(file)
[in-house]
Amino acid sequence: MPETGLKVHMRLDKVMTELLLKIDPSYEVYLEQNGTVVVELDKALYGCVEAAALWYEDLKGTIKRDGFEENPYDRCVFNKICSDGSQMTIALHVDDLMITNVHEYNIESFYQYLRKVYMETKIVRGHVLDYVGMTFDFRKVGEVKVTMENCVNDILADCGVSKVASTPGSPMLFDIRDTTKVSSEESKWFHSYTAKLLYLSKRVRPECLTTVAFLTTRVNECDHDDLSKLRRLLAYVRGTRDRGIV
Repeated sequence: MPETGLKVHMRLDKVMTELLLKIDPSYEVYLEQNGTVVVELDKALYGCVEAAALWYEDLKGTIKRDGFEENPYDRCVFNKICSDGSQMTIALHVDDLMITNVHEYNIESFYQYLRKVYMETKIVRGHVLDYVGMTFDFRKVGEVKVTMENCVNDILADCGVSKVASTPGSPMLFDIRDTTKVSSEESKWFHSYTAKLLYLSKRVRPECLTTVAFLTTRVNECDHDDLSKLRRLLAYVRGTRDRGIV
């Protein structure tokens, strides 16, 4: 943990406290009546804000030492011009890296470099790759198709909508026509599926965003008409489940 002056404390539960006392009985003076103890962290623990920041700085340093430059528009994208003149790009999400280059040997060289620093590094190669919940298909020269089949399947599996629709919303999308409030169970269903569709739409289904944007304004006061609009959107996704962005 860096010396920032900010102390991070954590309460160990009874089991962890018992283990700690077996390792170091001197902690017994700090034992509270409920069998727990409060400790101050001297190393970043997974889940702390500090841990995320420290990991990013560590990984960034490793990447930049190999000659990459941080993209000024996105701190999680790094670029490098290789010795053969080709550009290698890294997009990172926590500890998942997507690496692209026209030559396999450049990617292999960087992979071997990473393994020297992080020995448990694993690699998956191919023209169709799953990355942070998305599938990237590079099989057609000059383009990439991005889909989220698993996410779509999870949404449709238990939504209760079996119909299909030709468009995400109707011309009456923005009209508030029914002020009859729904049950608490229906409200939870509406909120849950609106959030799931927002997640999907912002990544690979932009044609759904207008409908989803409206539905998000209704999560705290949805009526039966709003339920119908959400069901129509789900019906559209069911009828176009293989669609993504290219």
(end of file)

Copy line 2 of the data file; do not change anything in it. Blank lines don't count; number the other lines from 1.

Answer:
Amino acid sequence: MPETGLKVHMRLDKVMTELLLKIDPSYEVYLEQNGTVVVELDKALYGCVEAAALWYEDLKGTIKRDGFEENPYDRCVFNKICSDGSQMTIALHVDDLMITNVHEYNIESFYQYLRKVYMETKIVRGHVLDYVGMTFDFRKVGEVKVTMENCVNDILADCGVSKVASTPGSPMLFDIRDTTKVSSEESKWFHSYTAKLLYLSKRVRPECLTTVAFLTTRVNECDHDDLSKLRRLLAYVRGTRDRGIV